@Yolos
Since we have almost the same size SFGs I never thought you could use PVC Tees with conduit. You have two extra legs and I have one extra but I didn't understand you could use pvc with conduit.

So you use duct tape to hold your strucuture from moving around?
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Re: Vertical Frame Construction Question

Post  CaptainNapalm on 8/9/2012, 9:27 pm

Thanks to all for the helpful suggestions!
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Re: Vertical Frame Construction Question

Post  yolos on 8/9/2012, 10:10 pm

Floyd - here is a picture of one of my emt trellis with PVC T's. This particular trellis is over a couple of pots and not the sfg. But it is identical to the trellis I built over the 3 x 8 sfg bed. You can just barely see the white pvc T's at the top of the inner two legs. You can also see the duct tape I used to keep them from moving back and forth on the trellis.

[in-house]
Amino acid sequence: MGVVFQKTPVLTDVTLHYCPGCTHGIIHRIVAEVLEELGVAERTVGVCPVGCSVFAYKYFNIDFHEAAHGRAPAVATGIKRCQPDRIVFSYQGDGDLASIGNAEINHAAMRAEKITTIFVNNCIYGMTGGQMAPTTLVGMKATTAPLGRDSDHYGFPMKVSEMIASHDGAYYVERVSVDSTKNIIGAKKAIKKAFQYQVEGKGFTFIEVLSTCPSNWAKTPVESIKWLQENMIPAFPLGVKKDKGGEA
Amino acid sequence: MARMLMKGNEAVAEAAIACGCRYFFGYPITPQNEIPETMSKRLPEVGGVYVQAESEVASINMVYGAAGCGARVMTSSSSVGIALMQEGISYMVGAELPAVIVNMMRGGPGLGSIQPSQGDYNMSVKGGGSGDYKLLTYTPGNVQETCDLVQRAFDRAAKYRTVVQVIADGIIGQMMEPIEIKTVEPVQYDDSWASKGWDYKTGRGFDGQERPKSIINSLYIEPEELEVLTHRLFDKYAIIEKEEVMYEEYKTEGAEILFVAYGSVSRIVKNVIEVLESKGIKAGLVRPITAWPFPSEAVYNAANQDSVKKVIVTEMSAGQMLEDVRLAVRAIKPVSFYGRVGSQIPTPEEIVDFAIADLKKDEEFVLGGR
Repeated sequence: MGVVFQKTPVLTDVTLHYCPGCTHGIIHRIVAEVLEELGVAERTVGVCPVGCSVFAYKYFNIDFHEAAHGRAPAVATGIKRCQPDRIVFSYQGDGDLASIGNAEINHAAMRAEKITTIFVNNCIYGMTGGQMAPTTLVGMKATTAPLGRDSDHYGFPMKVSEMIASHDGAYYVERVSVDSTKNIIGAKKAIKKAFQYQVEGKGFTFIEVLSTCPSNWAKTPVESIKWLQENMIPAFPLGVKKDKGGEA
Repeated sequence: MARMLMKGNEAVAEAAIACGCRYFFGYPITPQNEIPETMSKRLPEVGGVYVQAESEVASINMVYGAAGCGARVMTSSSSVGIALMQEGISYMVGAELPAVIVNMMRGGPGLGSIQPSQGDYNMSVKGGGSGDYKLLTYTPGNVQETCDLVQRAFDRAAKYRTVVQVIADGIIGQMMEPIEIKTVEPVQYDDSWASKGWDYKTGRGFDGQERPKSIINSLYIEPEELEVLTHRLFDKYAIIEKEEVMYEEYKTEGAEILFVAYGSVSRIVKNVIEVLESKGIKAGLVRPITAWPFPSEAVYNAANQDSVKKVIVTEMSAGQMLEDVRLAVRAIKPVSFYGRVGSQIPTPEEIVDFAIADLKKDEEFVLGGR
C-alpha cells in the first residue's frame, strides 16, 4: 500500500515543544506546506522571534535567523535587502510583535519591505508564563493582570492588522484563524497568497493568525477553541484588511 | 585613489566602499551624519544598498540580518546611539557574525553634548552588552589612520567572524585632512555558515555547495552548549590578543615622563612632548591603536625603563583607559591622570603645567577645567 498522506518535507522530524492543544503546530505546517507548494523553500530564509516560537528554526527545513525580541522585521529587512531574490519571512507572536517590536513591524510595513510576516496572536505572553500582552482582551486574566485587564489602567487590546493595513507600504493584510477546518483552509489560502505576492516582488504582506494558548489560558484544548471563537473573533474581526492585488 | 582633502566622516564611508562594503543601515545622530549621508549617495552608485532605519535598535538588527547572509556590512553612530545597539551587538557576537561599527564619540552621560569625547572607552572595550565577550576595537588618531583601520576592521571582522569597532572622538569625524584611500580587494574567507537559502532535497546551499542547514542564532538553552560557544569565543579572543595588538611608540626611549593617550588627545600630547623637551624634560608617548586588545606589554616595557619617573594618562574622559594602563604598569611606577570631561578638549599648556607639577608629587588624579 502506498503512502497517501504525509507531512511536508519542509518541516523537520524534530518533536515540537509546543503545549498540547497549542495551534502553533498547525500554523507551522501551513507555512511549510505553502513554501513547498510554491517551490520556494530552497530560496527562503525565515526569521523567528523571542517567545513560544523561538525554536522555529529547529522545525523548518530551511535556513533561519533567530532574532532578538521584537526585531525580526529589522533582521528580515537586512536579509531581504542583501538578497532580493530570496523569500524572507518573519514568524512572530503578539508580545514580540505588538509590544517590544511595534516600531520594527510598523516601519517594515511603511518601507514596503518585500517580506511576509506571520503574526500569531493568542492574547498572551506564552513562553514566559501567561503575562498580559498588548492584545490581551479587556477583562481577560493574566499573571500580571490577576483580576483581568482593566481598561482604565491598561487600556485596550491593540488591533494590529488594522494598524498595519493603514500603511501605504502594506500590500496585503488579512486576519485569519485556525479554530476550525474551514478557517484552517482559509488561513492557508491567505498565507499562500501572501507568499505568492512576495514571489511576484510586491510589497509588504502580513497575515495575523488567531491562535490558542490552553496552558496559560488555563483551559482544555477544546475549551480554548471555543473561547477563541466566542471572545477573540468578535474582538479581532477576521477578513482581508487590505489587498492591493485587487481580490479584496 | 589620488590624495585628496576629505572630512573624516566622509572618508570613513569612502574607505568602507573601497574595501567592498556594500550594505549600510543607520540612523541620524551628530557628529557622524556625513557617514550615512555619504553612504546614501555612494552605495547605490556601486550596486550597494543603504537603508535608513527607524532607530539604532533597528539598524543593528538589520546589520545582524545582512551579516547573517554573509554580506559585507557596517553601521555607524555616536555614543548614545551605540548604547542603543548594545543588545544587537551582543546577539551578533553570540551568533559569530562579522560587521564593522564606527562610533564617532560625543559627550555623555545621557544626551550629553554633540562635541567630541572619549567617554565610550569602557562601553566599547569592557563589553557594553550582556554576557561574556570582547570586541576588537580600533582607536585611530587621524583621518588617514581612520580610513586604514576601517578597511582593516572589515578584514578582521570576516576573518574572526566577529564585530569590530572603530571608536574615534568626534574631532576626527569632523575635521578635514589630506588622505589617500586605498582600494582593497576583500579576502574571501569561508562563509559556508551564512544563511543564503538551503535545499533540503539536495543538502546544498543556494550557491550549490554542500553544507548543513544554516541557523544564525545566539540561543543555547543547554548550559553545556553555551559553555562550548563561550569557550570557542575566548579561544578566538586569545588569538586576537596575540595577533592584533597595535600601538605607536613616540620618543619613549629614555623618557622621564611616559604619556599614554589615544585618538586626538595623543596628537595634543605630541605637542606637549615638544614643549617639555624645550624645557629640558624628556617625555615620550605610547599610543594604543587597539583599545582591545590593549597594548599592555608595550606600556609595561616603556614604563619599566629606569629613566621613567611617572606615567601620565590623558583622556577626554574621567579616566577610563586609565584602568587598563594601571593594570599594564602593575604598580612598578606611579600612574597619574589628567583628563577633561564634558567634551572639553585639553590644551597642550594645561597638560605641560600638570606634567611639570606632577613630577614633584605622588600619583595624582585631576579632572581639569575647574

This is a little better view of the whole trellis.
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Re: Vertical Frame Construction Question

Post  floyd1440 on 8/10/2012, 10:38 pm

@Yolos

Thanks for the pictures of you vertical frame. You use the conduit with the pvc tees which look very tall. Mine is 6 foot high so yours look like 8 feet tall or more!!!!

If so I can see why you need 4 vertical supports
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Re: Vertical Frame Construction Question

Post  yolos on 8/11/2012, 12:20 pm

Floyd